The Paddle Tug United Service was built in 1872 by Wodehouse of North Shields with the hull constructed from a combination of elm and oak strakes ranging in thickness from one and a half to six inches. The engine came from Scott of North Shields and, although originally non-condensing, was converted in 1889 when a new boiler, with a working pressure of 40psi, was fitted. United Service spent all her career based at Great Yarmouth originally working for the Star Company and, after its amalgamation with two other local owners in 1881, for their successor, the Great Yarmouth Steam Tug Co Ltd.
As well as harbour and ship towing duties, the United Service also undertook rescue and salvage work along the Norfolk and Suffolk coasts and regularly towed the Great Yarmouth rowing lifeboat out to casualties in the days before lifeboats were fitted with their own engines.
Perhaps most famously she rescued the Wilson liner Kolpina in 1903, the Submarine E11 in 1915, both of which had grounded on Scroby Sands, and the passenger cargo ship SS Adriatico which went on the Hasbro’ Sands in 1912. The latter incident is recorded in an excellent and atmospheric painting by Kenneth Luck (1874 – 1936) which shows the United Service as being one of six tugs involved in the rescue.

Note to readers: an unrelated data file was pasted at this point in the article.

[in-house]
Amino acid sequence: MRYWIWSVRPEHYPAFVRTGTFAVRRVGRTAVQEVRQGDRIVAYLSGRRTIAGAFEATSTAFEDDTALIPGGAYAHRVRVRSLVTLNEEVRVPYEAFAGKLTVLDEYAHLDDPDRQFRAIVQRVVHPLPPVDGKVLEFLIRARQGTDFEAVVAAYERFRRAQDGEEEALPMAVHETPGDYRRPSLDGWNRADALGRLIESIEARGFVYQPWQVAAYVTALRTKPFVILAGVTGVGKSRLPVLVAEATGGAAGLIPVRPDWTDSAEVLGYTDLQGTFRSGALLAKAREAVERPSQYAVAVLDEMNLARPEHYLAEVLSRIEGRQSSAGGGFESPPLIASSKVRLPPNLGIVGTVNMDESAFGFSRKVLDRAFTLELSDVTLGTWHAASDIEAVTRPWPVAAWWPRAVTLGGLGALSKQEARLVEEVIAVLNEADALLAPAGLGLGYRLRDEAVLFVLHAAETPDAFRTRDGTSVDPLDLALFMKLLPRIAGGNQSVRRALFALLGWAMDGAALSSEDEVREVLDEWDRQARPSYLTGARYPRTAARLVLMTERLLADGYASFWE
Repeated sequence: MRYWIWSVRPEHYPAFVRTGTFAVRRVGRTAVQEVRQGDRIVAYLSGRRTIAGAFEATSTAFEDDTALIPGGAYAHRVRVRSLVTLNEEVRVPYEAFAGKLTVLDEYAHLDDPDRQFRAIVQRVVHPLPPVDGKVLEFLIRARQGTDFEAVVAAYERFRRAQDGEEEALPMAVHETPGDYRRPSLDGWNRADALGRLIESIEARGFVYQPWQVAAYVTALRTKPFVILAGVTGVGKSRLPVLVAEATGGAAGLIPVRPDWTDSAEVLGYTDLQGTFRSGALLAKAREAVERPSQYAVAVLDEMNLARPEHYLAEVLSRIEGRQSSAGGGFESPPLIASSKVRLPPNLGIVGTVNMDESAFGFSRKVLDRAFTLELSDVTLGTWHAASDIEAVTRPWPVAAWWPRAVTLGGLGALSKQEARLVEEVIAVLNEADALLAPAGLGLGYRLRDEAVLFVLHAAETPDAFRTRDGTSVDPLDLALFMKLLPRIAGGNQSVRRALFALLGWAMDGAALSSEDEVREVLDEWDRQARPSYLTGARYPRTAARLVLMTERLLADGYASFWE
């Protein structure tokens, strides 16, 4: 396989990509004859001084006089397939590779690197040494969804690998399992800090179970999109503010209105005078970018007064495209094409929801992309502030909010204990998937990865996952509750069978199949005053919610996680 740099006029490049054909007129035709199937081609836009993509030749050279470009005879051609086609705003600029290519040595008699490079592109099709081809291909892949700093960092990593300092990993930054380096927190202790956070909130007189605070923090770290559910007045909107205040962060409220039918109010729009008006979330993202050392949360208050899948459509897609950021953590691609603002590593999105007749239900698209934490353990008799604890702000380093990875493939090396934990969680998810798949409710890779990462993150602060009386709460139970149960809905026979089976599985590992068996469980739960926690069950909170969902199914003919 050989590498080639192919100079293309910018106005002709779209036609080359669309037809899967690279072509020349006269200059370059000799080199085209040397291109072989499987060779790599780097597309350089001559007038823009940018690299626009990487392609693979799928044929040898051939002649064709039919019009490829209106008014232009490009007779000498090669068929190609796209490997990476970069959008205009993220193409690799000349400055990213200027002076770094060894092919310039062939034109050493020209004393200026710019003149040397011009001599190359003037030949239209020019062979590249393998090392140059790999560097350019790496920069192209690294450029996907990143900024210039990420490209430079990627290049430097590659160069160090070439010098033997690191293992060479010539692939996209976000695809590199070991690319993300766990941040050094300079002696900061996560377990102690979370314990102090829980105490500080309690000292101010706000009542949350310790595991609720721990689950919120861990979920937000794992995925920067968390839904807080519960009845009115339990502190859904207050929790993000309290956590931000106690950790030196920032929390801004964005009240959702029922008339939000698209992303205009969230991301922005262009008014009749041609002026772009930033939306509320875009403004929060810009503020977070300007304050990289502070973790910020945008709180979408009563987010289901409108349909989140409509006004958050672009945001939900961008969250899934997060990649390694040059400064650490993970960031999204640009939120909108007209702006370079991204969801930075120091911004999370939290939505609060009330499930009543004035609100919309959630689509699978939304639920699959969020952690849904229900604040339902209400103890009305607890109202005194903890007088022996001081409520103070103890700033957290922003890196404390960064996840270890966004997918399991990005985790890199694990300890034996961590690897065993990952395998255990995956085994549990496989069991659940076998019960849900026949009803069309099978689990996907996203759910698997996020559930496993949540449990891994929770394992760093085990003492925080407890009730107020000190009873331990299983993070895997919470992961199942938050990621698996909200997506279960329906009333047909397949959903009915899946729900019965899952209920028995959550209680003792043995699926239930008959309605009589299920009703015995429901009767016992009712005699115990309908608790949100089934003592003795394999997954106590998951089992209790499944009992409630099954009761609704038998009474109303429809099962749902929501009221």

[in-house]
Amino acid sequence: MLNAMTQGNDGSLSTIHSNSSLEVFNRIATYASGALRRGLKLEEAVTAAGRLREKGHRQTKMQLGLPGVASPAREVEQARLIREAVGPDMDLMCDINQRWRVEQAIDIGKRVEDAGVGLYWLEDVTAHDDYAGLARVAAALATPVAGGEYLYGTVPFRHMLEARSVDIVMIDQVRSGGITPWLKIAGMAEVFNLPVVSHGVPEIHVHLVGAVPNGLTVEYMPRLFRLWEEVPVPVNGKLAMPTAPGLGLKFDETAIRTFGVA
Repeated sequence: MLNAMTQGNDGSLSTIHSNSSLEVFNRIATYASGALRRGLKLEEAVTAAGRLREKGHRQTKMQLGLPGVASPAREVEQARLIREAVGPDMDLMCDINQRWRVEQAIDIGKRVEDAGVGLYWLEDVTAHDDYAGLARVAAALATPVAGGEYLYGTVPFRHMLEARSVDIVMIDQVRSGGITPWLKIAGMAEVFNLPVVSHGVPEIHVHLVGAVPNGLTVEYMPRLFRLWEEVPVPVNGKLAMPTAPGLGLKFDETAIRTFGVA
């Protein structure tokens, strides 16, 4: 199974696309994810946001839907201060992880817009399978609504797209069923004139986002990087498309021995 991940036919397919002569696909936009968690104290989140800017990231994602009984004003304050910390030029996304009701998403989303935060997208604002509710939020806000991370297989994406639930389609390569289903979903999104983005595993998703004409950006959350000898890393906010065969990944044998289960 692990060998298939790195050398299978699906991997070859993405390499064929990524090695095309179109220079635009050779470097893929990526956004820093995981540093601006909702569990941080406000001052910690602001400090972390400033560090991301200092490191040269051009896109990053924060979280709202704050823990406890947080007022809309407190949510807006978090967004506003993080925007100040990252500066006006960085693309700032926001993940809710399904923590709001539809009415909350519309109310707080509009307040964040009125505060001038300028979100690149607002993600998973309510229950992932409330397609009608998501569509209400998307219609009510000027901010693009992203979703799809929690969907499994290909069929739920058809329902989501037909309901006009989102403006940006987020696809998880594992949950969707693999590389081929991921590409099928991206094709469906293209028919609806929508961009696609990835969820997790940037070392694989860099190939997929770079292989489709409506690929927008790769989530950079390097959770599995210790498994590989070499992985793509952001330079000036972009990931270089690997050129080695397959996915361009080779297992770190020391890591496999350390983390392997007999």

Like many tugs of her time, the United Service also took on a secondary role as an excursion steamer each summer. In an article in the November 1936 edition of “Ships & Ship Models” E G Lancaster recorded that she was the last vessel to run a passenger service between Cromer and Great Yarmouth in 1894 and that in 1936 she was still offering summer trips from Great Yarmouth to the St Nicholas Lightship. He went on to say “In spite of her age, the United Service is today as sound as the day she was built and stands as a lasting credit not only to her builders but to the many old Tyneside tug builders who, in their day, produced some of the finest paddle tugs.”
She was withdrawn and scrapped the following year.